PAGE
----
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Texas Considering Awarding Attorney Fees to Successful Malpractice Defendants?



While states such as New York, Tennessee, and North Carolina are considering caps on medical malpractice lawsuits, Texas Governor Rick Perry enacted a cap on non-economic losses (mainly pain and suffering) back in 2003. Perry's present goal goes further than caps on jury awards. He claims that, despite the cap, Texans are still being sued in frivolous lawsuits that can cost millions to defend. His idea? It's called "loser pays."

The "American Rule"

Governor Perry would like Texas courts to change the long established "American rule" about attorney fees. In the United States, each party to a lawsuit usually pays their own attorney fees, regardless of who wins or loses the case. Advocates of tort reform measures such as caps on jury awards have long argued that the American rule encourages frivolous lawsuits. Most medical malpractice victims do not have the financial resources necessary to pay for various legal expenses such as court costs and expert fees. Therefore, many attorneys agree to take on cases on a contingent fee basis. If the patient wins the case, the attorney is paid from any award the patient receives. This includes some element of risk for the attorney because if the case is lost, there is no payment of the attorney's fee. Critics complain that this allows claimants to start groundless lawsuits because they have nothing to lose. The hope is that the insurance company will settle the case rather than incur the expense of defending it in court. When claimants lose their cases, they do not have to pay their attorneys. Malpractice defendants, on the other hand, have to pay defense costs, whether they win or lose.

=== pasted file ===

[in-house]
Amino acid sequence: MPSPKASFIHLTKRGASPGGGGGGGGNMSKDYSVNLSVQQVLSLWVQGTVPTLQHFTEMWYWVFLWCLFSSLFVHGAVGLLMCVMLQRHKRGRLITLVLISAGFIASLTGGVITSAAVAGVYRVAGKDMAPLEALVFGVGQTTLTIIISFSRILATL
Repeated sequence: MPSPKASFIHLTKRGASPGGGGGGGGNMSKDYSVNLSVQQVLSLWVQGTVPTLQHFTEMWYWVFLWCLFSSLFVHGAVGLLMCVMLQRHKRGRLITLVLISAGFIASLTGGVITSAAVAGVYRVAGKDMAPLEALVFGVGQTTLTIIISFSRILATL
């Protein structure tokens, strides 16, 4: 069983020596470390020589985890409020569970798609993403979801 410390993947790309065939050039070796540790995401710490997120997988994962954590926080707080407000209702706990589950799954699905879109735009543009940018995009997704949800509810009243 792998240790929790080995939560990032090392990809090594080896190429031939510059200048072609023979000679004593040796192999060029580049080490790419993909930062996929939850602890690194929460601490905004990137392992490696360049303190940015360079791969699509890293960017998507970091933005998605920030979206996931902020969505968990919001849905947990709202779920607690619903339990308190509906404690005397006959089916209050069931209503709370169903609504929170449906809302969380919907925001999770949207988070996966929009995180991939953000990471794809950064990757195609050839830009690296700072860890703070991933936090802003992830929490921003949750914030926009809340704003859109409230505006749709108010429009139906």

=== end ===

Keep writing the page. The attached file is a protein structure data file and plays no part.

The "English Rule"

Perry's suggestion is to adopt the "English rule" for malpractice cases. In England, the party that loses the case has to pay the other side's attorney fees. The thinking is that if you run the risk of having to pay thousands of dollars in attorney fees, you will not risk bringing a frivolous lawsuit. Yet opponents of the English rule argue that it will prevent not only frivolous lawsuits, but that it will also frighten victims with legitimate claims into not filing lawsuits to protect their rights. Governor Perry's suggestion was made while on the campaign trail, and no legislation has been introduced as of yet. However, considering that Texas has led the way for some states regarding caps on jury verdicts, the discussion in that state of adoption of the English rule is troubling for medical malpractice victims.